The driving mini-game may involve either the player tailing a suspect to discover a new location, or the player fleeing from chase cars in order to avoid a confrontation. Cars are represented by small dots on maze-like streets. Players use a simple interface to control speed and direction.
Electronics in the game involves the manipulation of circuit boards to either perform wiretapping or vehicle tracing. In the wiretapping mini-game, players attempt to either cut or to connect current flowing through a set of power lines to a number of phone icons, in order to listen in to conversations. At the same time, players must avoid disturbing the lines connected to alarms. The game is played by re-arranging the junctions through which power flows to produce the desired results.
Sid Meier was reportedly dissatisfied with the final product, because he believed that the disparate elements of the game, however good they were individually, detracted from game play. As a result, he developed what he called the "Covert Action Rule": "It's better to have one good game than two great games." He described the origins of this rule in an interview with GameSpot:
|“||The mistake I think I made in Covert Action is actually having two games in there kind of competing with each other. There was kind of an action game where you break into a building and do all sorts of picking up clues and things like that, and then there was the story which involved a plot where you had to figure out who the mastermind was and the different roles and what cities they were in, and it was a kind of an involved mystery-type plot.
I think, individually, those each could have been good games. Together, they fought with each other. You would have this mystery that you were trying to solve, then you would be facing this action sequence, and you'd do this cool action thing, and you'd get on the building, and you'd say, "What was the mystery I was trying to solve?" Covert Action integrated a story and action poorly, because the action was actually too intense. In Pirates!, you would do a sword fight or a ship battle, and a minute or two later, you were kind of back on your way. In Covert Action, you'd spend ten minutes or so of real time in a mission, and by the time you got out of [the mission], you had no idea of what was going on in the world.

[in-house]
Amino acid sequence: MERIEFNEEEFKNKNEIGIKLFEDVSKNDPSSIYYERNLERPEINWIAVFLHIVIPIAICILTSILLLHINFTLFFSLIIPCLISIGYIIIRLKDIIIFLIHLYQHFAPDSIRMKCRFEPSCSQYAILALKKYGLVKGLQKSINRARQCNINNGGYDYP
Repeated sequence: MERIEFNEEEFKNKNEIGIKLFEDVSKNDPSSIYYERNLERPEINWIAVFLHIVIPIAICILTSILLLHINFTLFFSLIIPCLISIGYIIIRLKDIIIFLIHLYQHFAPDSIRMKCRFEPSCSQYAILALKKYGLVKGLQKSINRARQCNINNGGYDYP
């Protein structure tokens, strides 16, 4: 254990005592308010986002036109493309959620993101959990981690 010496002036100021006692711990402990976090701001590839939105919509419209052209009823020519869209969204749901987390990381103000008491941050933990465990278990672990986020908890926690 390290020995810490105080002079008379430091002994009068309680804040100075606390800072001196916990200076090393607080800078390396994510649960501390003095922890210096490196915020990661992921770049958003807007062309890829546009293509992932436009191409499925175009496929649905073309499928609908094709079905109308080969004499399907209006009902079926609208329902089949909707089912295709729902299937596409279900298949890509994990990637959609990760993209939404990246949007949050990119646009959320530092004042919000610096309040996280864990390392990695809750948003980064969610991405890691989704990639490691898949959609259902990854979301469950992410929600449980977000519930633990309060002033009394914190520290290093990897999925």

So I call it the "Covert Action Rule". Don't try to do too many games in one package. And that's actually done me a lot of good. You can look at the games I've done since Civilization, and there's always opportunities to throw in more stuff. When two units get together in Civilization and have a battle, why don't we drop out to a war game and spend ten minutes or so in duking out this battle? Well, the Covert Action Rule. Focus on what the game is.
Computer Gaming World praised Covert Action for including both action and "mind-twisting brainwork", and stated that "individual cases take at least half an hour to solve, but they are addictive". The magazine criticized the poor documentation, but concluded that the game "is entertaining in the extreme", comparing it to The Fool's Errand and Starflight.
- "Purchase Agreement between Atari, Inc. and Rebellion Developments, Stardock & Tommo" (PDF). BMC Group. 2013-07-22.
- Ardai, Charles (May 1991). "Ardai Admires Meier's Spies". Computer Gaming World. p. 76. Retrieved 17 November 2013.